Japan after 2007 and Abenomics

In early October 2010, the Bank of Japan announced that it would examine the purchase of ¥5&nbsp;trillion (US$60 billion) in assets. This was an attempt to push down the value of the yen against the US dollar in order to stimulate the domestic economy by making Japanese exports cheaper; it did not work.<ref>Quantitative Easing – A lesson learned from Japan. Oye Times.</ref>

On 4 August 2011 the BOJ announced a unilateral move to increase the commercial bank current account balance from ¥40 trillion (US$504 billion) to a total of ¥50 trillion (US$630 billion).<ref>

</ref><ref>Bank of Japan increases QE by 10 trillion yen. Banking Times (4 August 2011).</ref> In October 2011, the Bank expanded its asset purchase program by ¥5&nbsp;trillion ($66bn) to a total of ¥55&nbsp;trillion.<ref>

</ref>

On 4 April 2013, the Bank of Japan announced that it would expand its asset purchase program by US$1.4 trillion in two years. The Bank hopes to bring Japan from deflation to inflation, aiming for 2% inflation. The amount of purchases is so large that it is expected to double the money supply.<ref>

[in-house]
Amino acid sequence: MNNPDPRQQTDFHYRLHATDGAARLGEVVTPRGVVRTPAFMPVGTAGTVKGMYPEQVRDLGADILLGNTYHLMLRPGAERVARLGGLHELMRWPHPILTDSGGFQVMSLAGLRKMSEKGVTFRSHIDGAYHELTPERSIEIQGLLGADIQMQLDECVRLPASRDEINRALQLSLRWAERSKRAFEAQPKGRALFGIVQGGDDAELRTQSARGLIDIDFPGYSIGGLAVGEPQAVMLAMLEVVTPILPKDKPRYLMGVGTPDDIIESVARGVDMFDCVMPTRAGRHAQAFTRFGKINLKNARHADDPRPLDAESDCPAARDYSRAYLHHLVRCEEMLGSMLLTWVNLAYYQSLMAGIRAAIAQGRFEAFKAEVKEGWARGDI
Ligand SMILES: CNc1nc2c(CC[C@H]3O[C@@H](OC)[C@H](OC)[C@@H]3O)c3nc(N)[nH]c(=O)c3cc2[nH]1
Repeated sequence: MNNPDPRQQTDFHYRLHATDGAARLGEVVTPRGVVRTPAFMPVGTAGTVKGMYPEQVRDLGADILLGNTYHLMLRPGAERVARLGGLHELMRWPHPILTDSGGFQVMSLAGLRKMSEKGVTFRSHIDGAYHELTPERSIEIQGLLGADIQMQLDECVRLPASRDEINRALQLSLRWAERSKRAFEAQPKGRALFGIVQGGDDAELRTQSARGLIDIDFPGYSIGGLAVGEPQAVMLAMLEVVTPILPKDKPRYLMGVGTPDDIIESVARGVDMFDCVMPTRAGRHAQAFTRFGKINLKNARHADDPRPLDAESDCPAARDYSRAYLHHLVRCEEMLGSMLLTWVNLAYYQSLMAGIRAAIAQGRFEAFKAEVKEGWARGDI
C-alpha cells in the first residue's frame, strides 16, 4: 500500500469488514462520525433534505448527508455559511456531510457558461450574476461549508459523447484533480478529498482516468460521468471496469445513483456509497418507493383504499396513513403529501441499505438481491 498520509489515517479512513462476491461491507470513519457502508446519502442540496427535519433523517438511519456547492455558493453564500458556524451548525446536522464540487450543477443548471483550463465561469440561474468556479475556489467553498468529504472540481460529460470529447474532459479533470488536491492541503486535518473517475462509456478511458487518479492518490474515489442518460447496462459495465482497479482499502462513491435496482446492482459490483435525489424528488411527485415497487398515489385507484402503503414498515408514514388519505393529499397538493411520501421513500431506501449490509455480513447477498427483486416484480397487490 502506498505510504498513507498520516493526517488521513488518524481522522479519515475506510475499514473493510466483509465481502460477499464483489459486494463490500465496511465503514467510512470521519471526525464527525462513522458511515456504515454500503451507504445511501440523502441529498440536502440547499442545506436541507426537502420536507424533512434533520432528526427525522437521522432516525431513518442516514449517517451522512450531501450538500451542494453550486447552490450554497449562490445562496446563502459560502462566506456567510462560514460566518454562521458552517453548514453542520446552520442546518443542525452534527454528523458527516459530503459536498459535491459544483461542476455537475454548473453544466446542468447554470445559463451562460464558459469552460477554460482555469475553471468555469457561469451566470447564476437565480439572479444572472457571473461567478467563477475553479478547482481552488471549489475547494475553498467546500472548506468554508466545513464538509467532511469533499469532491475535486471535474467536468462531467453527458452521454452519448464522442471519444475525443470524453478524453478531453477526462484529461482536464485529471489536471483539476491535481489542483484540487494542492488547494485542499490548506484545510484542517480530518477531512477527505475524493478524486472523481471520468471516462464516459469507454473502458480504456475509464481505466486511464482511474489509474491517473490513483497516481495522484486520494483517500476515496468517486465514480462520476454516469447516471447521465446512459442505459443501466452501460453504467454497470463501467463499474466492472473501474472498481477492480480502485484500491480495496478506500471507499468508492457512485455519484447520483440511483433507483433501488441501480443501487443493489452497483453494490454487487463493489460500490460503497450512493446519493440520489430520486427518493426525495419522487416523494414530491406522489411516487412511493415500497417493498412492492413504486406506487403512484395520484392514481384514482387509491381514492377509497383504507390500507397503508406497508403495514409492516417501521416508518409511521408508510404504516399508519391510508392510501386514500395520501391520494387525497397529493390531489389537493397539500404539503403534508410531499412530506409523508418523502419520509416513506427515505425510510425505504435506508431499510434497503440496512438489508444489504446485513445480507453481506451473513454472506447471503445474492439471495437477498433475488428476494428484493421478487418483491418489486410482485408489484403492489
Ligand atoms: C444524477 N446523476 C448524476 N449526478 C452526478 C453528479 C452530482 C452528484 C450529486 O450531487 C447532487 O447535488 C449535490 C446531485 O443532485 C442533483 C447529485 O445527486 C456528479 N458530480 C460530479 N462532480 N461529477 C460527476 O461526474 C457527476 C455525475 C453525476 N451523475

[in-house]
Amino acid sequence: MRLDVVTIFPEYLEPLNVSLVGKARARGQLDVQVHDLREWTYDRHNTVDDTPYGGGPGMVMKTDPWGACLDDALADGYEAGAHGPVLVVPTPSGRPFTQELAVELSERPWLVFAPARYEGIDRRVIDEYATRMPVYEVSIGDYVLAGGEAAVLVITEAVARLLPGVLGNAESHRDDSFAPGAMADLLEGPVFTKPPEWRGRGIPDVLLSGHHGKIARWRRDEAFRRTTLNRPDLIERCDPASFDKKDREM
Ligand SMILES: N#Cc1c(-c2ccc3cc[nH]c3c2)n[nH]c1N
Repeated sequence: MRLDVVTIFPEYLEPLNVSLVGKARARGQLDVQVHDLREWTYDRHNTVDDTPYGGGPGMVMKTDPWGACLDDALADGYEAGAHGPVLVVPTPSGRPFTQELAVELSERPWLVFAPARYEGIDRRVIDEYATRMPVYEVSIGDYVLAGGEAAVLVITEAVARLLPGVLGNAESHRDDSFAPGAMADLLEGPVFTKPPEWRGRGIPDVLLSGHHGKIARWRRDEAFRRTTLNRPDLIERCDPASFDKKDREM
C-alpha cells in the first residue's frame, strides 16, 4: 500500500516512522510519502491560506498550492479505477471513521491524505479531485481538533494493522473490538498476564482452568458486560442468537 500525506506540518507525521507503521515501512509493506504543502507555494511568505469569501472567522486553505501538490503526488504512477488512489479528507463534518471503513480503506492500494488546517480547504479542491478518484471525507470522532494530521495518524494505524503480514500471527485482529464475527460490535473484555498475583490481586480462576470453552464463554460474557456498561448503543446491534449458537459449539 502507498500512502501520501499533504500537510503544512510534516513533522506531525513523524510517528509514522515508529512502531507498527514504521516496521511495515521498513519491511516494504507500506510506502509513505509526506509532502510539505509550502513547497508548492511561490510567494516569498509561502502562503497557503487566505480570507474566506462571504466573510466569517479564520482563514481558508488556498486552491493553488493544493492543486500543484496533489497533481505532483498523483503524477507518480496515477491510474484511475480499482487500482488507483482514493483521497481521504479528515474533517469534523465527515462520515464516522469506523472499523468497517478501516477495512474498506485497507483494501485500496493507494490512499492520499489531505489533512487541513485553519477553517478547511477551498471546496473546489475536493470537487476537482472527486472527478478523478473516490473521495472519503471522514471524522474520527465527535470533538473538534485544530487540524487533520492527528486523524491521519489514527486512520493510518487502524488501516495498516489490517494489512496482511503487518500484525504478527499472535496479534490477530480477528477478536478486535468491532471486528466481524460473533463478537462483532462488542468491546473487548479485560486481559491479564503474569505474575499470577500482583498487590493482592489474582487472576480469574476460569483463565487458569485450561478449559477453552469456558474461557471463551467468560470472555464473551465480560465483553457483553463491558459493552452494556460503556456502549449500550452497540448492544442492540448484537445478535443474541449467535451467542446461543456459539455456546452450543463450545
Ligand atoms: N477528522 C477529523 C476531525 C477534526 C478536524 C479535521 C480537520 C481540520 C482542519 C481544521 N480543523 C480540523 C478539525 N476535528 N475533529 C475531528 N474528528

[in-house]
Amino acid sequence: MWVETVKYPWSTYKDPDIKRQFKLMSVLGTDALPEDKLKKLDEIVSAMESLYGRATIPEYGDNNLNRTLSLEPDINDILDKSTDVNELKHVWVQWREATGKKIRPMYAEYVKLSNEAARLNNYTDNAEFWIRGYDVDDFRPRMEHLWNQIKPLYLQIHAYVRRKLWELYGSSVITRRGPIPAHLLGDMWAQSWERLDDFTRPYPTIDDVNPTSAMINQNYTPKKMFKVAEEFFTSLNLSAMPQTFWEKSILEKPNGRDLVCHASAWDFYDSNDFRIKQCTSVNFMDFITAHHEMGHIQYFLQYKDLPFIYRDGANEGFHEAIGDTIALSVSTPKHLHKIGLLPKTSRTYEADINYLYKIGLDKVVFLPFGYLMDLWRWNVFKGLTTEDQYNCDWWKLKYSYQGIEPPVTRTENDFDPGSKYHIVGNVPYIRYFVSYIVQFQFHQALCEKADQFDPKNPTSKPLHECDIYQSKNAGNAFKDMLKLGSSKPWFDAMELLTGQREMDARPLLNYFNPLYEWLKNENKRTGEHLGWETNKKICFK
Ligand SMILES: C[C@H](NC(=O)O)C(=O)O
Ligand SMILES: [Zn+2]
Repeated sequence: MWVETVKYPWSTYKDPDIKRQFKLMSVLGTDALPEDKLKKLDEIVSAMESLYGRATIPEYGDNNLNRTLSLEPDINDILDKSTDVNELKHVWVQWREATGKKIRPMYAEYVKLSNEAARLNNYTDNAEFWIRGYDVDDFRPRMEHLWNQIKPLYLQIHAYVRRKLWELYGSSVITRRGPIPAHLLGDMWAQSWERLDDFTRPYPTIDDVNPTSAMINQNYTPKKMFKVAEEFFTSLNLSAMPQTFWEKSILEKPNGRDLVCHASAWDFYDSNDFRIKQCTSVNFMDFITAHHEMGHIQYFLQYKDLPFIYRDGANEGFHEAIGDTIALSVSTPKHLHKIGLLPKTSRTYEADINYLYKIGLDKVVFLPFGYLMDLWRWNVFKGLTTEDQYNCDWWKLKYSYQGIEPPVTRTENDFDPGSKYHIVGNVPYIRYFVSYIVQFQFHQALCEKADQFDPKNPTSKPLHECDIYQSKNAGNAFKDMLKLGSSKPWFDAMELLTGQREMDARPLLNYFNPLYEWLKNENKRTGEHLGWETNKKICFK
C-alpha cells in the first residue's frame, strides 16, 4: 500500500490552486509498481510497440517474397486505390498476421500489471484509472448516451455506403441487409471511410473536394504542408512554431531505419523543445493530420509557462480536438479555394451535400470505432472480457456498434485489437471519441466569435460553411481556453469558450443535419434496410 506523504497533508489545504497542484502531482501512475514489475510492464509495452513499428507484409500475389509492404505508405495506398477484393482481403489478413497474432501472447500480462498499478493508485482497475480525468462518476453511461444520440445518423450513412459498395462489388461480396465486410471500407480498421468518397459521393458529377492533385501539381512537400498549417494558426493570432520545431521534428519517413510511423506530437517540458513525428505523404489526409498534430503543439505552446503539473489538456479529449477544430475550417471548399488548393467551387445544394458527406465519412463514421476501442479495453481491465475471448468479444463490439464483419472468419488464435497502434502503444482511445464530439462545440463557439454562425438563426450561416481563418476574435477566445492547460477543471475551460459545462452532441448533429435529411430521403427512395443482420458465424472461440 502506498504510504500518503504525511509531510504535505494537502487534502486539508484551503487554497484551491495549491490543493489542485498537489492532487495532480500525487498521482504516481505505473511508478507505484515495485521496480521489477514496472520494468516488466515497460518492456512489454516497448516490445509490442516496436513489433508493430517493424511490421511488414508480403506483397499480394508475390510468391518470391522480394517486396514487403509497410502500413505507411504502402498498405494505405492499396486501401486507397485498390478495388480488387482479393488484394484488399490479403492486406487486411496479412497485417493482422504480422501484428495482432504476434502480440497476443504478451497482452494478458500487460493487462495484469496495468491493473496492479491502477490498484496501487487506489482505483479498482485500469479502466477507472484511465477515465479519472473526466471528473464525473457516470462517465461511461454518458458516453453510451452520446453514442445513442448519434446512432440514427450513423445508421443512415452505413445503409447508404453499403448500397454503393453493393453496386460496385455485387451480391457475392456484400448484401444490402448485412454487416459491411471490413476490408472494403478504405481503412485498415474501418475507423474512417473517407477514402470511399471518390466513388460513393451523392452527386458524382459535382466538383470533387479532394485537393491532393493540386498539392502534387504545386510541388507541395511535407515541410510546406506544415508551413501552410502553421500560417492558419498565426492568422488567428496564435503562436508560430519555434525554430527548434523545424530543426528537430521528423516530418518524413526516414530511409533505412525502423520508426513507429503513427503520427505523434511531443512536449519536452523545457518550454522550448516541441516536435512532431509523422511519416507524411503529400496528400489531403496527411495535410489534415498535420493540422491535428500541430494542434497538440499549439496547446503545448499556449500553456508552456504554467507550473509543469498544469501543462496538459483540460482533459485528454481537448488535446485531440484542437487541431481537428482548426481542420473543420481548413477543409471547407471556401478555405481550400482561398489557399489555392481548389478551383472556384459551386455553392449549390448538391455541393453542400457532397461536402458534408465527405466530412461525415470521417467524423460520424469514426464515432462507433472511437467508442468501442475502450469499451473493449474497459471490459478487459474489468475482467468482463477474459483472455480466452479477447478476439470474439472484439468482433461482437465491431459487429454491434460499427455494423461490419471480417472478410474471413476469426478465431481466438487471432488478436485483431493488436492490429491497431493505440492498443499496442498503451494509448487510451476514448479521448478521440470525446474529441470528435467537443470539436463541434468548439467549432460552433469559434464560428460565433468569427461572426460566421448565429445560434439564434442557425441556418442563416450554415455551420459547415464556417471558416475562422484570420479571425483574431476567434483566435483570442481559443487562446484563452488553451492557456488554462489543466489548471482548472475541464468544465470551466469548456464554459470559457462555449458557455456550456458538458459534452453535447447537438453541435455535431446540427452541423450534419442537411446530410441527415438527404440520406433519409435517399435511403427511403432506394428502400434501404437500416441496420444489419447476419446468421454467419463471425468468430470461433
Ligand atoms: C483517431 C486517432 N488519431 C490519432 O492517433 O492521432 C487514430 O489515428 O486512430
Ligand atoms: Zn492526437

</ref> This policy has been named Abenomics, as a portmanteau of economic policies and Shinzō Abe, the current Prime Minister of Japan.

Effectiveness

According to the IMF, the quantitative easing policies undertaken by the central banks of the major developed countries since the beginning of the late-2000s financial crisis have contributed to the reduction in systemic risks following the bankruptcy of Lehman Brothers. The IMF states that the policies also contributed to the improvements in market confidence and the bottoming out of the recession in the G7 economies in the second half of 2009.<ref name=“imf” />

Economist Martin Feldstein argues that QE2 led to a rise in the stock market in the second half of 2010, which in turn contributed to increasing consumption and the strong performance of the US economy in late 2010.<ref name=“project-syndicate” /> Former Federal Reserve Chairman Alan Greenspan calculated that as of July 2012, there was “very little impact on the economy.”<ref>Navarro, Bruno J.. (12 July 2012) "CNBC Coverage of Greenspan". Finance.yahoo.com.

</ref> Federal Reserve Governor Jeremy Stein has said that measures of quantitive easing such as large-scale asset purchases “have played a significant role in supporting economic activity”.<ref name=“federalreserve” />

Economic impact

Quantitative easing may cause higher inflation than desired if the amount of easing required is overestimated and too much money is created by the purchase of liquid assets.<ref name=“bowlby fear”/> On the other hand, QE can fail to spur demand if banks remain reluctant to lend money to businesses and households. Even then, QE can still ease the process of deleveraging as it lowers yields. However, there is a time lag between money growth and inflation; inflationary pressures associated with money growth from QE could build before the central bank acts to counter them.<ref>